Location: Bioenergy Research2010 Annual Report
1a. Objectives (from AD-416)
1) Determine the key metabolic, physiologic, transport, genetic, and regulatory mechanisms underlying stress tolerance and adaptation in ethanologenic yeast when they convert lignocellulosic hydrolyzates. 2) Via directed evolution, genetic engineering, and/or adaptation, create new commercially preferred yeast strains for converting lignocellulose hydrolyzates to ethanol. 3) In collaboration with Cooperative Research and Development (CRADA) partner(s), optimize fermentation process conditions so as to (1) leverage advantages of stress tolerant strains developed in Objective 2 and (2) minimize the cost of fermenting lignocellulosic hydrolyzates to fuel-grade ethanol.
1b. Approach (from AD-416)
The lignocellulose-to-ethanol process involves pretreatment of biomass to predispose it to chemical and enzymatic hydrolysis, saccharification of sugar polymers to simple sugars, and fermentation of the sugars to ethanol. The hydrolysis product is difficult to ferment because inhibitory byproducts are produced, and the resulting sugar mixture contains both hexose and pentose sugars, the latter not fermentable by traditional brewing yeasts. Needed are improved yeast strains which will ferment both types of sugars and are able to withstand, survive, and function in the presence of inhibitors (including furfural and hydroxymethyl furfural), high ethanol concentration and osmotic pressure, and sufficiently elevated temperatures for simultaneous saccharification-fermentation processes. In the research proposed, fermentation hurdles will be overcome by combining process optimization strategies and strain improvements aided by new molecular biology tools allowing high throughput screening of whole genomes to identify key genes and gene networks involved in stress tolerance and sugar utilization. Products of the research will be stress-tolerant yeasts capable of resisting and detoxifying inhibitors and efficiently fermenting hexose and pentose sugars to ethanol, a genetic blueprint describing tolerance mechanisms and metabolic pathways, and optimal culture conditions and process configurations to lower costs by maximizing yeast stress resistance, ethanol productivity, and yield.
3. Progress Report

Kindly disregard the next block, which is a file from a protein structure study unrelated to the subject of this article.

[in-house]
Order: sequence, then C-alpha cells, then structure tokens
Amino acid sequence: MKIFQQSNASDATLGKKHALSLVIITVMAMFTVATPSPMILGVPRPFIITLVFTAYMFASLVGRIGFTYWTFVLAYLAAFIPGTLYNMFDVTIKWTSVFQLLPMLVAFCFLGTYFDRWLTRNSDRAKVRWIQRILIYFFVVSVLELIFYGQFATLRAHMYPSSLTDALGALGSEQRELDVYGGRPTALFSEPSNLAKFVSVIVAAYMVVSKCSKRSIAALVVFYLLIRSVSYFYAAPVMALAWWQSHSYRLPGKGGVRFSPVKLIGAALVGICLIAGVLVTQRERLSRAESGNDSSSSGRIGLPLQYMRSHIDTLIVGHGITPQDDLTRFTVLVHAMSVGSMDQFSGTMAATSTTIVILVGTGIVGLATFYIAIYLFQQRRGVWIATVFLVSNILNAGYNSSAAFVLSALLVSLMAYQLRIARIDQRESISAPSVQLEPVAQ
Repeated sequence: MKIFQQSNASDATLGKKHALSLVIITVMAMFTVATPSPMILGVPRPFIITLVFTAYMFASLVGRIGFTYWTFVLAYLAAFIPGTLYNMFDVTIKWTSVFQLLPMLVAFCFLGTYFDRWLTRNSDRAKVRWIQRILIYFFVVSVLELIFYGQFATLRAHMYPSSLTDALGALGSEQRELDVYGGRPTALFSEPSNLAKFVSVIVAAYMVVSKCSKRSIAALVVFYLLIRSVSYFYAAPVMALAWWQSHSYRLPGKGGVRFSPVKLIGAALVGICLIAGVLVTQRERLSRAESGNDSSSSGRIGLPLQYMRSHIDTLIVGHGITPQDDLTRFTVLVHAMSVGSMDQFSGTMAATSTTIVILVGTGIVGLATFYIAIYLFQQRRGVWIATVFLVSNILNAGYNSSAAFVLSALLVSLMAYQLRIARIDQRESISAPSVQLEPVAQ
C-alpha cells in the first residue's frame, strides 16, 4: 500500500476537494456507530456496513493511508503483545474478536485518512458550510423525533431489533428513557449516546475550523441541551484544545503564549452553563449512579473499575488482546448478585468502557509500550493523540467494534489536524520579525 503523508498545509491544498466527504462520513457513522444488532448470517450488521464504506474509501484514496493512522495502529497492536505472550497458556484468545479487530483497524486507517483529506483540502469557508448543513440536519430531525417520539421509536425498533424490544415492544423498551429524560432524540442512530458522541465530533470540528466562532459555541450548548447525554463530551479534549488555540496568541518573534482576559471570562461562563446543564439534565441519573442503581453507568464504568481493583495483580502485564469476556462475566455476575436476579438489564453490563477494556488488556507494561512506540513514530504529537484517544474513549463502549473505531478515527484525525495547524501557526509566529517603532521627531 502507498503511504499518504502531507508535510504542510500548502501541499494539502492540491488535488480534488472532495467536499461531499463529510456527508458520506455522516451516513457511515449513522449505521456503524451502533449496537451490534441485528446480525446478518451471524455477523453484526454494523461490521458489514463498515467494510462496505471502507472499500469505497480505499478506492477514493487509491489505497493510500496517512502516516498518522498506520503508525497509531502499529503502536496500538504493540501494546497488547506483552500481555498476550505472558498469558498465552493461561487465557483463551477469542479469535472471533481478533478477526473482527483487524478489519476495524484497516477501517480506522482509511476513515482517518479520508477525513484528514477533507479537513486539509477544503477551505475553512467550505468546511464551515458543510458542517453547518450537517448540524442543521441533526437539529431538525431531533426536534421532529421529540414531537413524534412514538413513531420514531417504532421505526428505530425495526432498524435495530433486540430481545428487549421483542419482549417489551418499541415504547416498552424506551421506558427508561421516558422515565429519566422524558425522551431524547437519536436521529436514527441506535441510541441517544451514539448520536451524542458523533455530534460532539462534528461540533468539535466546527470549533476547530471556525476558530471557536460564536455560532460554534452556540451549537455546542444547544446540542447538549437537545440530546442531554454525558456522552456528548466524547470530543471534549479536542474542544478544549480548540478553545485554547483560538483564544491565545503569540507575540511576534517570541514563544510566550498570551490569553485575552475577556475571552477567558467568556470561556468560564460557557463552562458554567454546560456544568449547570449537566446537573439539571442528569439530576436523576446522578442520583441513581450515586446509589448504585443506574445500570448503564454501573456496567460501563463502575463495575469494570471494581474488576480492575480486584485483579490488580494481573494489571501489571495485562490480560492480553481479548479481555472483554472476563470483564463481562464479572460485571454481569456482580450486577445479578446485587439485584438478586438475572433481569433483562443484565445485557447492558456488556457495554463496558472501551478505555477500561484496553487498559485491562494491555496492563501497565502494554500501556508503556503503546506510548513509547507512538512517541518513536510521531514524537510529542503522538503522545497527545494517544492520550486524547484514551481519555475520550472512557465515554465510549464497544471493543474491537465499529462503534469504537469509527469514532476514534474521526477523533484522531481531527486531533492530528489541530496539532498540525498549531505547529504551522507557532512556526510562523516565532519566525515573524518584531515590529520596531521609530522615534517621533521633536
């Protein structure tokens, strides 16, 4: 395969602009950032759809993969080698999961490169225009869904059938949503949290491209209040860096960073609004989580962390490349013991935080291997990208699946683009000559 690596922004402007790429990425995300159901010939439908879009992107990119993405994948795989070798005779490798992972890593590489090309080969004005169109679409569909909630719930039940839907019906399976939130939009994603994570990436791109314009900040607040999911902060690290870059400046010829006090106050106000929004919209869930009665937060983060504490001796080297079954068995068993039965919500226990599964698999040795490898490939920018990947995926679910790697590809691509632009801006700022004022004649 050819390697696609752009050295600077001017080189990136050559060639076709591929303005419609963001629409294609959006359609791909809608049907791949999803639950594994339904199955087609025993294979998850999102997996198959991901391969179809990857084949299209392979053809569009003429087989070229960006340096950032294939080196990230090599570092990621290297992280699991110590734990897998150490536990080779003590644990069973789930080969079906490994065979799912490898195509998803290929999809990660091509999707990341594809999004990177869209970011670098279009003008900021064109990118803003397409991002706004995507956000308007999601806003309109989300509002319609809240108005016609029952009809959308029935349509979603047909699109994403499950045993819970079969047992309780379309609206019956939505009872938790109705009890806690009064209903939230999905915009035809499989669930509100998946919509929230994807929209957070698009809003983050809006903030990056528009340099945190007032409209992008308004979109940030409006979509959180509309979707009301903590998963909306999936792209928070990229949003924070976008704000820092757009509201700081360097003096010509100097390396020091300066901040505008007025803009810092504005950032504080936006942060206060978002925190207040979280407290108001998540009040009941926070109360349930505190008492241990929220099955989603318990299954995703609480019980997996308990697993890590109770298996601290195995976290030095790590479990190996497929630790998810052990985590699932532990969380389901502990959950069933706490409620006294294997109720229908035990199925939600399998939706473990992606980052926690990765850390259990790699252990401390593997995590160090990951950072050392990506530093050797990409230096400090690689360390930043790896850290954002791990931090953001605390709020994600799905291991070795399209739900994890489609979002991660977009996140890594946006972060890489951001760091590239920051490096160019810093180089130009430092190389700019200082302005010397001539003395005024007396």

Project 3620-41000-147-00D started October 2009 and continues from Project 3620-41000-123-00D. Gene expression and metabolic profiling of an evolved tolerant Saccharomyces cerevisiae strain NRRL Y-50049 and its parent revealed reprogrammed glucose metabolic pathways and interactive gene networks underlying tolerance to stress challenges by furfural and hydroxymethylfurfural (HMF). Genetic constructs suitable for transformation were developed, and initial xylose utilizing recombinants with inhibitor-tolerance background were generated for future gene expression profiling. Using evolutionary engineering, a more ethanol-tolerant strain (patent pending) was derived from inhibitor-tolerant Y-50049. Dynamic transcription analysis of tolerant derivative and parent identified candidate genes and key regulators enhancing ethanol tolerance. In collaborative studies, first-year improved strains of the native pentose-fermenting yeast Scheffersomyces (Pichia) stipitis NRRL Y-7124 were obtained through targeted adaption in stressed environments with reduced oxygen, elevated temperature, elevated ethanol concentration, and high solids hydrolyzates (20-25%). Comparative kinetics documented significant improvements in adapted strains over parents. Using directed enzyme evolution, we engineered the genetic code of a reductase gene commonly up-regulated during inhibitor stress. Clones with beneficial mutations established viable cultures under high HMF (30mM) stress and displayed engineered reductase activities toward HMF and furfural that were several fold higher compared with the parent gene. Derivatives of Y-50049 transformed with mutated genes showed modified enzyme cofactor preference and significantly higher levels of inhibitor detoxification. Several putative xylose transporter genes present in the native pentose-fermenting S. stipitis genome were sequenced and cloned. Transformation of Y-7124 and an inhibitor-tolerant derivative of Y-50049 with cloned genes allowed assessment of xylose utilization and identification of transporter genes useful for future engineering of inhibitor–tolerant xylose fermenting strains. Commercially preferred low-cost nitrogen sources were identified in laboratory media experiments for optimal ethanol production by Y-7124, inhibitor-tolerant Y-50049, and its parent. Studies to optimize nitrogen source composition for fermentation of dilute acid switchgrass hydrolyzates are underway and scheduled to finish by October 2010. Studies showed that priming Y-7124 on xylose was key to successful use of mixed sugars because specific enzymes for xylose metabolism could be induced before repressive levels of ethanol accumulated. Studies to apply this strategy and cell recycling to hydrolyzate fermentation (utilizing a separable pentose stream) are underway and scheduled to complete by October 2010.